Considering a low-priced executive resume?

Some words of caution

By Kelly Donovan, CPRW, NCOPE, CHJMC

Many websites and individuals offer “executive resume writing” for around $150 to $900. Is that a good deal? Let’s dig in!

What’s involved in the work you’re paying for?

The process of creating a world-class executive resume and LinkedIn profile takes many hours. Once the writer has all the necessary information, the writing process just for the resume can easily take several hours.

That’s before factoring in the time spent in the intake session with you, plus time for revisions, LinkedIn profile writing, bio creation, cover letter creation, and whatever else is included. Depending on the nature of your package, a writer might need to spend somewhere between 12 and 18 hours to deliver high-quality work. A package with some coaching could exceed 18 hours.

Evaluating prices

Every company that offers executive resume writing is going to try to impress you with a variety of marketing claims, some of which might seem compelling.

Beyond checking out the claims to the extent you can, you could also gain some insight by analyzing the company’s prices.

When comparing executive resume writing prices, do the math: divide the price by the estimated number of hours needed to produce high-quality deliverables.

If the writer you’ll be working with doesn’t own the firm, keep in mind that most resume writing companies use freelance writers (sub-contractors) and often pay them about one-third of the price of the package. The exact amount varies depending on the company.

Let’s use an example of a $600 price tag. The writer might only be receiving $200 to write your resume and LinkedIn profile. Let’s use the low end of the range I gave — 12 hours. That would work out to $16.67 per hour.

Then, keep in mind that these writers are contractors who have to pay both portions of their Social Security and Medicare taxes, don’t receive paid time off, and must purchase health insurance on their own.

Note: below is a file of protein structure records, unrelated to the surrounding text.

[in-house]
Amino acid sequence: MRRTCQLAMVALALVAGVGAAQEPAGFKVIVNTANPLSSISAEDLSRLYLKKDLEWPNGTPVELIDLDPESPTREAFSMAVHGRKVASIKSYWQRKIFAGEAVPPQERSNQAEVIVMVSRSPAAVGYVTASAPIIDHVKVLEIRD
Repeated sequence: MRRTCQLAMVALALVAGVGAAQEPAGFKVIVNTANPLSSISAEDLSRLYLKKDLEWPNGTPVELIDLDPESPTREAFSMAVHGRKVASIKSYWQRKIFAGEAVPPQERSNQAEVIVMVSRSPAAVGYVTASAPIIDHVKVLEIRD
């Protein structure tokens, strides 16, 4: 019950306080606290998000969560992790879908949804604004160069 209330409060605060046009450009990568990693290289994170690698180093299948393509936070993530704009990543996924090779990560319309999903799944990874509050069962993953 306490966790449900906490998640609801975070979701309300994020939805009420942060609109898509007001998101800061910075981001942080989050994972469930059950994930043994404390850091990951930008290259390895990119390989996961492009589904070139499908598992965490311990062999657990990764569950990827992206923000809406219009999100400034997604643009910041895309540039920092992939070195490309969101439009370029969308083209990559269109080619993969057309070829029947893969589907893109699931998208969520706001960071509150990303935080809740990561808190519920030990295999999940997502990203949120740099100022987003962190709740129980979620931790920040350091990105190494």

After factoring in all of that, we could be looking at wages that are in the ballpark of minimum wage in many states. You could make more as a receptionist or Amazon warehouse worker.

How likely is it that someone with the talent to produce high-quality executive resumes would be desperate enough to accept such low compensation?

That leaves us with three other possibilities: 

  • The sub-contractor is just starting out and trying to get some experience, seeing it as a stepping stone.
  • The sub-contractor has weak qualifications and can’t find work that pays better.
  • The sub-contractor won’t be putting in the time necessary to do the work properly.

Low-cost firms usually have some tricks up their sleeve to maximize efficiency and profits–at the expense of quality:

  • They sometimes use sub-contractors as secret ghostwriters; the owner of the firm might conduct the intake session with you and claim to be writing the resume herself, but then she hands it off to a less-qualified sub-contractor. With the lowest-cost services, the sub-contractor might be off-shore.
  • They often use pre-written templates for common professions where a client’s specific information can simply be plugged into the appropriate fill-in-the-blank spots on the resume–which, of course, they won’t admit. (I write content from scratch.)
  • They might make you fill out a lengthy questionnaire rather than speaking with you by phone or Zoom, or they get most of it from the questionnaire and have only a short conversation with you. This method saves a lot of time and makes it possible to hand off the project to a sub-contractor without you knowing. (I gather information through a detailed and thoughtful conversation with you and do all the writing myself.)
  • They’ll have you submit your requested revisions online, either via email or through an online collaboration platform to reduce the time spent on revisions. (I invite you to meet with me on a screen sharing session to review, discuss, and edit a draft so we can make sure you love it.)
  • They provide documents only, and don’t provide added value like a meeting at the end of your project, or extra services to support your job search. (I provide a one-on-one session via screen sharing that includes LinkedIn guidance, as well as optional services like job search coaching.)

As the saying goes, you get what you pay for. Investing just a little bit more in the right help could mean the difference between languishing in your current position versus enjoying the leadership role of your dreams.

The most important investment you can make is in yourself. — Warren Buffett

Next Steps

DON’T hire an executive resume writer or LinkedIn profile writer without first asking these questions.

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